This week in OtherWords, Josh Hoxie looks beyond the headlines at the myths behind inequality in our country. Is it because some people just don’t work as hard? Or is it because we’re all starting at different places?

It’s the latter, he says. Which means telling people to pull themselves up by their bootstraps isn’t enough.

We’ve also got an op-ed from Chuck Jones, the local union leader at an Indiana factory Donald Trump supposedly saved by stopping the Carrier manufacturing company from sending its jobs to Mexico. But now over 1,200 Indiana workers for the same parent company are losing their jobs anyway.

If he’d wanted to, Jones says, Trump could’ve saved those jobs, too — and thousands more like them. This week in OtherWords, he explains how.

Rounding out our package, Mona Younis offers a wry take on why America needs 1.5 billion immigrants. Jim Hightower praises the Postal Service, America’s most popular federal agency. And Jill Richardson offers an intro civics lesson for our president.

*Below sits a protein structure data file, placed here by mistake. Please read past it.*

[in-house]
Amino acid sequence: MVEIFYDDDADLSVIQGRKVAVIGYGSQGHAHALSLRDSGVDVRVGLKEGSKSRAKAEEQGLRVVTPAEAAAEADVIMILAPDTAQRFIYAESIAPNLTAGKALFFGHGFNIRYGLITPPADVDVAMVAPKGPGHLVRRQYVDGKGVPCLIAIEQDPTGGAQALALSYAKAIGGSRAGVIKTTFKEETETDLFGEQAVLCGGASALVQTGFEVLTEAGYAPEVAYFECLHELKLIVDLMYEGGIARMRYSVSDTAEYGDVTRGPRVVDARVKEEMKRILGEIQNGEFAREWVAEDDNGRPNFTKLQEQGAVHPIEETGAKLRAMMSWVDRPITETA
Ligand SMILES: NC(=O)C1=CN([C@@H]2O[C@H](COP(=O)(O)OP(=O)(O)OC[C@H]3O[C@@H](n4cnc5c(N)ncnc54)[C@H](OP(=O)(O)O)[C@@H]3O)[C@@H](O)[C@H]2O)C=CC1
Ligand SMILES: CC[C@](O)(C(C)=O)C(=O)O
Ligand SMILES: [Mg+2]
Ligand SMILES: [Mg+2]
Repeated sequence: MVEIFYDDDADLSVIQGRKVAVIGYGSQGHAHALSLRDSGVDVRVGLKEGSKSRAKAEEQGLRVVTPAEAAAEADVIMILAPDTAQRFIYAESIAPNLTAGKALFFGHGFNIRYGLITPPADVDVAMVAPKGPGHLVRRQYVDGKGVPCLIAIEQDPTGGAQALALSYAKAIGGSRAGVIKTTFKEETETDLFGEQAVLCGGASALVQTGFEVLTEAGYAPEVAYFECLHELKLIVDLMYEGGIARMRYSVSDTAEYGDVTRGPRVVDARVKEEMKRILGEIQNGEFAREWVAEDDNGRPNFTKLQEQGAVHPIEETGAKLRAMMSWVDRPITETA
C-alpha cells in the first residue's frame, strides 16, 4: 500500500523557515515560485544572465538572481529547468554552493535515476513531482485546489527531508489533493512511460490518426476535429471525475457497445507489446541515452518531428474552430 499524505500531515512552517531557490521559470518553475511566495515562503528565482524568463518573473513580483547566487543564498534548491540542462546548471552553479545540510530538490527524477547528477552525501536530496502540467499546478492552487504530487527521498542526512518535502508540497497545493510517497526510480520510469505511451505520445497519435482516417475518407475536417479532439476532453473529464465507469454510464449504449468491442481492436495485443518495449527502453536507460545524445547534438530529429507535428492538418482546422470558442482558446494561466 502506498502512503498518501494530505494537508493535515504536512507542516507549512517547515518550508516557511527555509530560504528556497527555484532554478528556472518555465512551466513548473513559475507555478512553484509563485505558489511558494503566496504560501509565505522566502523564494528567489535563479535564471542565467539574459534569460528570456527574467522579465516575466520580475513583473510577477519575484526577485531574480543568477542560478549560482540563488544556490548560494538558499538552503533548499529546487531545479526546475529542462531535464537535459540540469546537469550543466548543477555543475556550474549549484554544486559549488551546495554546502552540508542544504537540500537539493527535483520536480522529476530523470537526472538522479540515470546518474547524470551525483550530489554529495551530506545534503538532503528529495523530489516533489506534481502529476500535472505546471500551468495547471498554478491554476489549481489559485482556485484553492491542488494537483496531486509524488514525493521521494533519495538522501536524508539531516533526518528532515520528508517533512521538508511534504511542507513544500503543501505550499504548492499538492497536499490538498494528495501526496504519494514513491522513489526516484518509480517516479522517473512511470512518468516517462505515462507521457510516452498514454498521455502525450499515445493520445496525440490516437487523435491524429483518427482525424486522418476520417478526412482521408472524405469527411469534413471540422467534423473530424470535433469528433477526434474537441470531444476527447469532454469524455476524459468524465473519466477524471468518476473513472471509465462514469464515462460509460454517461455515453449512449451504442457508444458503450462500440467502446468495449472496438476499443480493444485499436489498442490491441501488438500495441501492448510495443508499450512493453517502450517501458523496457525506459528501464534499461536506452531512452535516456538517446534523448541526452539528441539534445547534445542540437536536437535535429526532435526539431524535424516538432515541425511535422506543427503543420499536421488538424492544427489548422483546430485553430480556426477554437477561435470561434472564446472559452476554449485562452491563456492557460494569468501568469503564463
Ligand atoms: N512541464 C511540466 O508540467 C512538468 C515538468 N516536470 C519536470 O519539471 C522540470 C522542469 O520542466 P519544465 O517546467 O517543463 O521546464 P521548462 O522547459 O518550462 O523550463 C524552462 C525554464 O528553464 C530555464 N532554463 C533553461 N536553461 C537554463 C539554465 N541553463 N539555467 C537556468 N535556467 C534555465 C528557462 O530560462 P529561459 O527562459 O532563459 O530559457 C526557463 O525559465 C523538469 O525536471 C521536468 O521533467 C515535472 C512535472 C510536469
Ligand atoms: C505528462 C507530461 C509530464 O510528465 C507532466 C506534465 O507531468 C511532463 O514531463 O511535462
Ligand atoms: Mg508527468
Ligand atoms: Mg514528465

Finally, Khalil Bendib imagines the standoff between Donald Trump and North Korean leader Kim Jong-un as it must look to much of the world.

Khalil Bendib/

  1. Fighting An Unfair System / Josh Hoxie
    Addressing rising inequality will require fixing our unfair economic system, not impugning poor families for being poor.
  2. Wanted: 1.5 Billion Immigrants / Mona Younis
    Surely any country that hoards a planet’s wealth should expect to care for a proportional number of that planet’s people.
  3. How Trump Could Actually Stop Offshoring / Chuck Jones
    On day one, Trump could have saved thousands of U.S. jobs. He didn’t.
  4. Turns Out Running the Country Isn’t Like Running a Business / Jill Richardson
    Trump blames our “archaic” constitution for being inefficient. But that’s the idea.
  5. The Post Office Delivers, Literally / Jim Hightower
    There’s a reason our national mail service consistently ranks as the most popular federal agency.
  6. The Crazier Than Thou Contest / Khalil Bendib
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Peter Certo

Peter Certo is the editorial manager of the Institute for Policy Studies and the editor of 

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